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Highlights ... ...
Logo seal of approval
( 2003-08-04 09:59) (China Daily)

Many consider the Chinese seal "the best of Chinese arts."

Carved within a limited space on the end of a small stone, a Chinese seal blends the elements of engraving, calligraphy, painting and poetry.

Today, the "artwork" and the ritual of printing it has been turned into the logo of the 2008 Beijing Olympic Games, to be released on Sunday night at Beijing's Temple of Heaven.

It's called "Chinese Seal - Dancing Beijing."

Special design

"Young, dynamic - bringing together historical and cultural heritage, as well as the future of China" were the words that Jacques Rogge, president of the International Olympic Committee (IOC), used to describe the logo.

The original design for the logo was selected from 1,985 entries contributed by designers from China and overseas.

Jin Shangyi, one of the 11 leading experts from home and abroad on the selection panel, said: "In an almost perfect way, the design blends the features of China and Beijing with Olympic elements.

"It also combines very well the heritage, the images of modern Beijing and China, and the solemn commitment of Beijing and China to the world, the future and the Olympics," said Jin, who is a famous oil painter and chairman of the Chinese Artists Association.

Scott Givens, who is currently the managing director of the Creative Group for the Salt Lake Organizing Committee and one of the four international judges on the selection committee, said: "I was drawn to the spirit and vitality represented by the logo image. Rooted in the past, but representing a warm and welcoming future, this emblem has complex meaning, yet is simple to the eye. In particular, I am struck by the bright use of red as its dominant colour."

The main and upper part of the logo is the shape of a Chinese seal with red background and white lines separating the space. The lines are drawn to resemble the Chinese character "Jing" (Beijing, capital) and also look like a running human figure with arms outstretched, as if in a dance of welcome.

The second part of the design consists of the words "Beijing 2008" handwritten in the traditional Chinese calligraphic style of "Hanjian," a style often seen in bamboo strips of the Han Dynasty (206 BC - AD 220). The calligraphy creates an interesting interaction and contrast to the English letters, representing a dialogue between cultures.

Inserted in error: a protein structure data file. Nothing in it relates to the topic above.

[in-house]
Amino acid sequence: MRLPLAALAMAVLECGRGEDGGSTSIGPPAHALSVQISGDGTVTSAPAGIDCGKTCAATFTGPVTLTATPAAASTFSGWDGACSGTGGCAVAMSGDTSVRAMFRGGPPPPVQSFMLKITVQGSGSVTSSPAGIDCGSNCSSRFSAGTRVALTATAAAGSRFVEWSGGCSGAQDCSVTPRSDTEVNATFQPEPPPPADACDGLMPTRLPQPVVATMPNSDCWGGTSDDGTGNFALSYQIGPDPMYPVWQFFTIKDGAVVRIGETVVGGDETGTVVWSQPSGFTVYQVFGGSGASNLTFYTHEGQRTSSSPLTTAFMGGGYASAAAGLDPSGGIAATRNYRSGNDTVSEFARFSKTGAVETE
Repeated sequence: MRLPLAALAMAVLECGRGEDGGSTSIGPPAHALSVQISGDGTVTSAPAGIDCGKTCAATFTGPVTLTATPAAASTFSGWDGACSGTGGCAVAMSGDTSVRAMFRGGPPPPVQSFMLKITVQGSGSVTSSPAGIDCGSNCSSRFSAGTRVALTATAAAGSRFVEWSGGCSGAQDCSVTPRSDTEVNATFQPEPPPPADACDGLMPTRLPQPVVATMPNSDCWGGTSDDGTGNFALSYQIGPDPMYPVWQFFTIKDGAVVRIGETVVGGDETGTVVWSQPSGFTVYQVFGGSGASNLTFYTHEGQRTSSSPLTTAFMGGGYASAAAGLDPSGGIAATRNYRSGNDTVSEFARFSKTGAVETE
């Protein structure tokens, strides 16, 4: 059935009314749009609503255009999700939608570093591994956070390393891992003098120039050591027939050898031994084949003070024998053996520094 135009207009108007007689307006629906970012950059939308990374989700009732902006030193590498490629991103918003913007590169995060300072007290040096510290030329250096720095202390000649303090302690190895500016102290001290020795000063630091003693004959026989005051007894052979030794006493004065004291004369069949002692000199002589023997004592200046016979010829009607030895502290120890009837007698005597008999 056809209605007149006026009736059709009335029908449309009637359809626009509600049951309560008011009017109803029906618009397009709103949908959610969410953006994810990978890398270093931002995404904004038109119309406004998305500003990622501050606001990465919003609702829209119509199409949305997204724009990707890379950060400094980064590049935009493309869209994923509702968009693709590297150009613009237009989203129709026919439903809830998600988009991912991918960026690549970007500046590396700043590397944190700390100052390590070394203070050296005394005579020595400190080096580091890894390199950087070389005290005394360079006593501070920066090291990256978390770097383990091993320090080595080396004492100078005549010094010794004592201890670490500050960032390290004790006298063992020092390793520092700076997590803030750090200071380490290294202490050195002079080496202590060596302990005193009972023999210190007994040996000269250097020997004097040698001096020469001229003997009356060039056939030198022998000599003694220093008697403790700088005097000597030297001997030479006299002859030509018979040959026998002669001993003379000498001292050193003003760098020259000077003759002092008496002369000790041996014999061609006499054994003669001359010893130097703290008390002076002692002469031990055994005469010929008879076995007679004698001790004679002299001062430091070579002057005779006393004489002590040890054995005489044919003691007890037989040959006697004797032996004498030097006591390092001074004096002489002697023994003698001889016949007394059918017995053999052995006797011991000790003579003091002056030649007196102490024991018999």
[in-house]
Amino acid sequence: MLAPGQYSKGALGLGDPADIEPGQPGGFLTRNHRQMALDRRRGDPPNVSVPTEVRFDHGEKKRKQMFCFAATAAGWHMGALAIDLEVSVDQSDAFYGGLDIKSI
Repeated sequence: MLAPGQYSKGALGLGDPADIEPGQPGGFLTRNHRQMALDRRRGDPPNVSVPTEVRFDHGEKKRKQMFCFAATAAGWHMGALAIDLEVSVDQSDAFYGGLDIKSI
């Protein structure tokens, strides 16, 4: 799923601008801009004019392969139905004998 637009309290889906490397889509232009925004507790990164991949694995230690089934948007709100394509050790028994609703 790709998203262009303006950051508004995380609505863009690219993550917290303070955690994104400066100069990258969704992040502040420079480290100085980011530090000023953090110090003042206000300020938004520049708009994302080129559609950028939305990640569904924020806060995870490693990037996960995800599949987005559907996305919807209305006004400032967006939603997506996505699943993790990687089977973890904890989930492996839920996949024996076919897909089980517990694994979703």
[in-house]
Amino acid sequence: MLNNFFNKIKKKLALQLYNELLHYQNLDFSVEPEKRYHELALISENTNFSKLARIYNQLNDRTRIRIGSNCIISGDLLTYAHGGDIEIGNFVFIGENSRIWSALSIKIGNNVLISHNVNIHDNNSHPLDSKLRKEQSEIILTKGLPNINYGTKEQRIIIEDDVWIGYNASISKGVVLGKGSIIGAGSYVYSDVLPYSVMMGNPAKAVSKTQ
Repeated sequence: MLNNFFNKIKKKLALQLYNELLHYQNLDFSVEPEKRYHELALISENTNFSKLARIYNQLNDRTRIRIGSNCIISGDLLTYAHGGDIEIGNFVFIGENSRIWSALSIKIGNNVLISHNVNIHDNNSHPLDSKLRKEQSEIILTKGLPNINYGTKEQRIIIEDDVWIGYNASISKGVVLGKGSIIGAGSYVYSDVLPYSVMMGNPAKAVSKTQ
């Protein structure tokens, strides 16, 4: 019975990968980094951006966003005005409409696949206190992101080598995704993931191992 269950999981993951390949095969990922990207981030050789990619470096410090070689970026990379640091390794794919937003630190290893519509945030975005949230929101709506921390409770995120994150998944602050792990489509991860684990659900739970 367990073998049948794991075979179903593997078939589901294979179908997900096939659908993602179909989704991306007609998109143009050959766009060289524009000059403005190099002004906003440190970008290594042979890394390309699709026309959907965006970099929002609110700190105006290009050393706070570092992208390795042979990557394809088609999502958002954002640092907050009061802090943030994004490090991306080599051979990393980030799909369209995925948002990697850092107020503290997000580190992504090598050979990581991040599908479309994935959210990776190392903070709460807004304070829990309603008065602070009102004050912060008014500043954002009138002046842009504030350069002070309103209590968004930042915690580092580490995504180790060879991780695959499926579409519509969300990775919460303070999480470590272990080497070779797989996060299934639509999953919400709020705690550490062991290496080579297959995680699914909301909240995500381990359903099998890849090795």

The shape of the seal and the red reflect the thousands of years of China's civilization and create an atmosphere of happiness and peace, according to Jin.

"The image that is reminiscent of both the Chinese character 'Jing' and a dancing figure conveys the message that today's China is not only a nation with a long and glorious history but also is full of modern dynamics. It conveys friendliness, sincerity and hospitality as well.

"The running human figure also represents the spirit of Olympics (faster, higher, stronger) by focusing on the dynamics of the athletes," Jin noted.

New baby

The newborn brainchild is a joint effort by experts and designers, based on the original design by Beijing Armstrong Visual Identity Corp (AVIC).

AVIC President Zhang Wu, who led the company's design team for the logo for the Beijing 2008 Olympics, said: "A Chinese designer could not miss the great opportunity to bid for the logo design for the first Olympics to be held in China. Luckily our design was selected."

Another team member Guo Chunning, who used to be a designer at the advertising department of China Daily and is now the vice-president of the company, said the designers were inspired by the words of He Zhenliang, the veteran Chinese sports diplomat and member of the Executive Board of IOC.

"He said the spirit of the Olympics has actually existed in China for 5,000 years.

But how to combine traditional Chinese culture with sports visually turned out to be a great challenge.

"We finally got this one," said Guo, "by using the traditional symbol of Chinese seal, as it personifies the Chinese character, and creates a new image of Beijing."

It also expresses China's commitment to host one of the best Olympics in history, he said.